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Royal News!

As you may well have read and heard the NT has closed all of its properties to visitors and volunteers due to coronavirus; as a result, all of the SSNTV proposed workdays are, sadly, cancelled until the NT reopens its gates.

The committee is preparing a new work programme which envisages a possible re-start date of June 2020.  While there is no certainty that we will be able to get out again then we can hope, and are at least prepared.

We continue to hope and plan too, for our SSNTV 40th birthday preparations with a proposed gathering at Wightwick on 4 July and the bonfire party/open workday on 6 – 8 November at Dudmaston but again, these are provisional given the current uncertainties.

I know that we all appreciate the effort that goes into making these events happen; we will continue to prepare for a return to normal Sunday service as soon as we can, so please don’t get any other ideas for your time!

Some of you will have seen the NT press release stressing the gratitude for the work of volunteers and looking forward to welcoming us back. For those that have not seen it an extract follows below:

The volunteering contributions of NTV groups are enormously valued – by the Trust as a whole, and particularly by the individual properties where you volunteer. Robert Rhodes, Head of Countryside Management and Rangers, said of our volunteer groups  ‘I am always humbled by the time, support and love people are prepared to give to the organisation I work for. It is extraordinary that in these crazy times people still want to volunteer to help – amazing commitment and a real show of how important we are to people.’

I know these are very strange times especially when the  weather is so glorious.

I know too that I look forward to seeing you all, once we are allowed out.  Please give me a call if you wish to have a word in the interim.

Best wishes,
Chris B

HEADLINE: SSNTV fights Corona virus – far from the madding crowd in deepest Shropshire – with plenty of fresh air, exercise and social distancing

This Spring the weather didn’t prevent the Group from reaching the ancient oaks in the woodland between Craven Arms and Bishops Castle – unlike the recent snow and high winds, nor did the dreaded lurgy.

Area Countryside Manager Pete C also ventured out to thank all those attending for their efforts…and I think overall, he was very impressed with what we achieved over two days – almost as much as the praise he lavished on Leela’s victoria sponge treat at cake o’clock!

Spring’s mild temperatures this year meant that already between the bracken and brambles we spotted green shoots and early bluebells – testament to the cumulative efforts to restore the woodland pasture over a number of repeat visits and increase the light to the ground storey.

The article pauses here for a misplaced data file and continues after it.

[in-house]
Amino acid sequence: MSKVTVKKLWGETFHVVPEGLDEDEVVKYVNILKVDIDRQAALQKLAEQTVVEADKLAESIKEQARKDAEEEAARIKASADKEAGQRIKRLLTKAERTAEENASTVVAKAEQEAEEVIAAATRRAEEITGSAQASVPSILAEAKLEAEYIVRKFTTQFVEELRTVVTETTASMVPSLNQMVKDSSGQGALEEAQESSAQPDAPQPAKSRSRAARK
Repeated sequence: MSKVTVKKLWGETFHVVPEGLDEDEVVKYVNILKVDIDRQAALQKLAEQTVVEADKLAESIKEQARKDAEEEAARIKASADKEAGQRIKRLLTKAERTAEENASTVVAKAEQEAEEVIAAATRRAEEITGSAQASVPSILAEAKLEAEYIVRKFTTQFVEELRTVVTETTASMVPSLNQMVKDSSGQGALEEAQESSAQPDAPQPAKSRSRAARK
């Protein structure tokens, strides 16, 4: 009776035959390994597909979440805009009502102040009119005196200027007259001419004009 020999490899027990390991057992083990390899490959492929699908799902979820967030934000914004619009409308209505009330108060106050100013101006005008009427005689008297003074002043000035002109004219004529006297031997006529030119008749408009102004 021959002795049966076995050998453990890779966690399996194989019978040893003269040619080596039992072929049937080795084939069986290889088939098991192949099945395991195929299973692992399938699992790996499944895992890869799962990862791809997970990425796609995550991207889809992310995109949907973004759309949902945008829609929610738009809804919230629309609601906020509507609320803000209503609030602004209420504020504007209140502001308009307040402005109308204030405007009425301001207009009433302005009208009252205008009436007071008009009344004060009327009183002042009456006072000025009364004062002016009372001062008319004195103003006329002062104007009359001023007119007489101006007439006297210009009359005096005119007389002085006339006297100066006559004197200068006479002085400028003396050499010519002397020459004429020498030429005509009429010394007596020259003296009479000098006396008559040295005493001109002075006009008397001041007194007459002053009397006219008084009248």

Coppicing was in full swing, clearing dead and damaged trees, slashing brambles…there was plenty to keep everyone busy across two full days – even Ian; and enough boughs too for John to saw! The forecast rain came overnight – which didn’t hinder even those who made it to the local hostellery in Clun.  The pheasants were out; so too the beef herd – who definitely have a penchant for silver-coloured cars and their polish; and it was the usual challenge to navigate the monstrous potholes to make it up to the farm; oh yes, and no one got stuck in the muddy ground.

For those who lingered on Sunday, Day Two ended with shafts of sunlight shining through the newly created gaps between the trees.  A reminder of why we all sit in our cars for ages to find these secluded spots and see the fruits our labours…..

…..and then there is that cake!

Workday leader Helen reports:

12 volunteers made it all the way to Attingham Park on Sunday to work with the gardeners Duncan and Rob. Funnily enough however, we worked in the woods rather than the gardens.

The fence line is being moved back into the woods at the edge of the cattle field, in order to improve the views within the Estate’s original design. Unfortunately this meant leaving a lovely stretch of snowdrops to the unwanted attentions of the grazing cattle ( moo-yum!!).

SSNTV to the rescue!

We lifted the snowdrops, popped them in wheelbarrows and transported them across a muddy ditch to safety on the other side. Here they were dug into a lovely new position further into the wood for all to enjoy.

Alongside this 3 steadfast SSNTVer’s rebuilt a hurdle screen by the bird hide so the birds are not scared away by the passing visitors. Gaps were left for little and large visitors to observe the birds.

Lastly for good measure, we then did what we do best – cutting back! A rather large laurel bush is now just stumps and ready to start sprouting again in the spring. We enjoyed a relaxing cake o’clock and lunch in the comfort of the Gardeners Bothy within the Walled Garden, with flapjacks to round things off. All in all another tiring, but satisfying SSNTV outing!